(I apologize in advance if this is not in the right forum)
Hello Fellow Crafters,
I am student currently pursuing my BFA in Fine Arts. In one of my courses for the semester, I am to do a 16-week long project of my own design. The project is to show how our pieces progress or change over time. My proposal for the project is to send one of my stuffed monsters out into the world and track his journey through a blog. I am looking for people willing to take him and document his travels with me. The plan is I will make a schedule of where he will go and I will coordinate who gets him when and who they send him to next. Since we are all craft-minded people I thought it would be nice to have the participants make something to send along with him or write in a scrapbook or something.
I was hoping to get my monster to travel as far as possible, but with the time constraints I think residents of the US or Canada would probably work best. Also, people with cameras and, preferably photography experience, would be great since I would post photos you took of him in your town on the blog.
I think this should be a really fun project and if you're willing to be a part of it, please contact me.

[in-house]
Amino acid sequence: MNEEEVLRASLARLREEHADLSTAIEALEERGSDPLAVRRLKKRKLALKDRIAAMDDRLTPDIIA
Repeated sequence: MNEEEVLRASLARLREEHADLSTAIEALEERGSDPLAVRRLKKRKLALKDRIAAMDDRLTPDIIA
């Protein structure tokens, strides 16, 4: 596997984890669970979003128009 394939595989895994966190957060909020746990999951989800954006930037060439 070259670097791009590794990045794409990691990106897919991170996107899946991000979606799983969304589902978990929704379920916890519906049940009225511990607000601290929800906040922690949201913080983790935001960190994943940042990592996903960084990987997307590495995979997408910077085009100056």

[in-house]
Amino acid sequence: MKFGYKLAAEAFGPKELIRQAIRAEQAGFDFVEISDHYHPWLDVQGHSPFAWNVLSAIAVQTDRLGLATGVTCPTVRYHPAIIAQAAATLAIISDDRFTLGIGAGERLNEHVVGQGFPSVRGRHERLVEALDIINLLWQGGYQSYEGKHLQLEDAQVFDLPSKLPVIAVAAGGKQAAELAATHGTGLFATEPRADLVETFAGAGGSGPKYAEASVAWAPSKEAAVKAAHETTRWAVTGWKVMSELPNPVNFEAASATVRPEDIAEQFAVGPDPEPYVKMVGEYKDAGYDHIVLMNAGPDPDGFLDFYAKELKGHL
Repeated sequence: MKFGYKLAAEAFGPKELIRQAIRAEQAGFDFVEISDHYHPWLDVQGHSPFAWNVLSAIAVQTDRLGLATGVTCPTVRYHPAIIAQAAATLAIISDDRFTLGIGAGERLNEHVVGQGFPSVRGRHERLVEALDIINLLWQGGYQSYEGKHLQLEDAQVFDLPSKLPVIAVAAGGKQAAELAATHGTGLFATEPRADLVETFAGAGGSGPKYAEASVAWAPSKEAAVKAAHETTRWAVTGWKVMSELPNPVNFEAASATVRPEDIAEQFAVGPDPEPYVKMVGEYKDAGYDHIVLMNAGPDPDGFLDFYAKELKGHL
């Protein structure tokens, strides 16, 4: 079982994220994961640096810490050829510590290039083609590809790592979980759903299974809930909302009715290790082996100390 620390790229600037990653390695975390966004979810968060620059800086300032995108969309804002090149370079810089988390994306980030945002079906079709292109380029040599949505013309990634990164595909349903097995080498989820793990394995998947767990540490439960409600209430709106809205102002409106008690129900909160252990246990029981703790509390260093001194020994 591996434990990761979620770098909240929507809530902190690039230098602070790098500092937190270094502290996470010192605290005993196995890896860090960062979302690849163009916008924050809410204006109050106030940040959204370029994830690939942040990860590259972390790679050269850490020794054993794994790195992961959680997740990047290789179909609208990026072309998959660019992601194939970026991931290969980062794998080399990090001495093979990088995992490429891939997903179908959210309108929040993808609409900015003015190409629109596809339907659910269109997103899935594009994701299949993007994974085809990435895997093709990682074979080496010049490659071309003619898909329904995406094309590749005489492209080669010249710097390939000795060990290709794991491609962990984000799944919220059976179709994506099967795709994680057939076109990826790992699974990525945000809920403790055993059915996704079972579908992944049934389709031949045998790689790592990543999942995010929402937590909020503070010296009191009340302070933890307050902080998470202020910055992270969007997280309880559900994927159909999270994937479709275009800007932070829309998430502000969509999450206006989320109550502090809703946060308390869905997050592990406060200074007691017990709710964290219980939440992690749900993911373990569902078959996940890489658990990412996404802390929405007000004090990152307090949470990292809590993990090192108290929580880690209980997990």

(The little green guy is the one who's going to be making the journey)
Last semester was really my first exposure to photography. Sure, I've take photos before, but always with a dinky little digital point-and-shoot camera. The class I was taking wasn't actually a photography course, but we did get kind of an intro into using a DSLR and shooting with manual settings. And I really love it. I did a lot of experimenting and figuring out my camera and here are some photos I took during that time.
"Waiting for the Storm"
"Painted Trees" (Taken as part of a self-portrait assignment)
(I had to keep a blog for the class (link below) where I posted some more work, if you're interested)
I just completed my first semester as an art major and this was one of the projects I did for my digital media class. The assignment was to create a 2 minute stop motion film. For the project, I sewed both the bears, the girl, the background monsters, and the "claw." It took a lot of planning and time (and about 1500 still frames), but I'm pleased with how it turned out.
A close up of the background monsters. (Even though they only show up for about 2 seconds, I think they're my favorites).
And a still of the two bears.
And here's a link to the final video, entitled "Bear Love"
As I have recently had a lot of time to be creative over winter break from school, I thought I would try learning a bit more about bookbinding. I found a video online explaining how to do the coptic stitch and I just had to try for myself. The covers are made of illustration board covered in a map of London I found at a used book store.
I admit that I have long been a fan of the science fiction genre, but never really ventured into the realm of Star Trek. But, since I enjoyed the Abrams version so much, I broke down and watched classic Trek (which I have also come to love). Thus, I was inspired to make this.